Home > digital-audio-lab, Japanese, phones, Speaking > Mimicking the annual “All-Japan Phone-Answering Competition” in the digital audio lab?

Mimicking the annual “All-Japan Phone-Answering Competition” in the digital audio lab?

One of my first endeavors in a digital audio lab was pairing distant students over the headphones to have them practice doing business over the phone in Spanish. Today’s New York Times article on the annual “All-Japan Phone-Answering Competition” made me wonder whether a digital audio lab could not mimic this also (especially since the digital audio lab is quite conducive to “drilling in” rules and – as the competition does, too – focusing on intonation and articulation).

“Formal phone answering is serious business in Japan, with many rules intended to head off offensive or awkward moments. A search on Amazon’s Japanese website found more than 60 books specifically on phone manners, and dozens more on business etiquette in general. Most appeared to be aimed at women, like “How to Talk Like a Workplace Beauty.”
A polite office worker picks up calls during the first or second rings; if, for unavoidable reasons, the caller is left waiting for three rings or more, an apology is in order. The conversation itself is carried out in a formal, honorific spoken form of language — peppered with exclamations like “I’m horrified to ask this request, but …” At the end of the call, the receptionist must listen for the caller to hang up before putting down the receiver. Hanging up first is a serious faux pas. (…)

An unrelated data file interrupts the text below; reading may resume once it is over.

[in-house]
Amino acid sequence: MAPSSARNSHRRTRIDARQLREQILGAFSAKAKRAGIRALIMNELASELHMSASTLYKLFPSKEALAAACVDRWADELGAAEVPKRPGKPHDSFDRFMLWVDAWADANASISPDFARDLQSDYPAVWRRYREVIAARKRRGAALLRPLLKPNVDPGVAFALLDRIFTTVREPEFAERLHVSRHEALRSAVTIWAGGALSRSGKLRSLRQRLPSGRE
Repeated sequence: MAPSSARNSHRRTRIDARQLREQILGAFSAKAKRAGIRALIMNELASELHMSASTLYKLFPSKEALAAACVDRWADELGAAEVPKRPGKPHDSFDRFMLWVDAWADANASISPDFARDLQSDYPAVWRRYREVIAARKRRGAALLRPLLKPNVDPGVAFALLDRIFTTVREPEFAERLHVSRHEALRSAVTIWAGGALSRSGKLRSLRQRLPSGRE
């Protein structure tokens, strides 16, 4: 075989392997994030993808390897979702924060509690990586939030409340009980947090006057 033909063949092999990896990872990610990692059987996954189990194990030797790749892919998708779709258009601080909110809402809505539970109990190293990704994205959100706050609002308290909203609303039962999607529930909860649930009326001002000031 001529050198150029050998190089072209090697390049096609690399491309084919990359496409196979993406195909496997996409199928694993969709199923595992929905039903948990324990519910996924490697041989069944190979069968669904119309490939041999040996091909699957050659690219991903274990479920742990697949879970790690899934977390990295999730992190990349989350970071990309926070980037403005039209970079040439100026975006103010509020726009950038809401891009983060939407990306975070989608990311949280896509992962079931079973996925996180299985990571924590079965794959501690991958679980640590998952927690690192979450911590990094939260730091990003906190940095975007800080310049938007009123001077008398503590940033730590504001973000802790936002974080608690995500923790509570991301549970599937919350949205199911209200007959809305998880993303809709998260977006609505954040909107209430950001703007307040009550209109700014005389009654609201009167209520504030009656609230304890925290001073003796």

Each contestant runs through a three-minute conversation. Judges scrutinize the conversations for impeccable Japanese phone etiquette: good tone, volume, speed, pronunciation, articulation and use of words. A strong contestant takes appropriate pauses between phrases, and stays friendly, but not overly friendly. Throughout, proper exclamations to signal attention and empathy must be used.”

The latter scrutinization could possibly be conducted as a peer evaluation.

The Times article seems highly critical of the traditional, clerical role of women who still dominate  these competitions. However, in the reader commentaries, there is an interesting backlash from people who have experienced, enjoyed and brought back Japanese culture to this country.

So the lesson plan sounds like it could quite easily transcend the above digital audio lab utilization into  the intercultural realm and lead to interesting comparisons and discussions.

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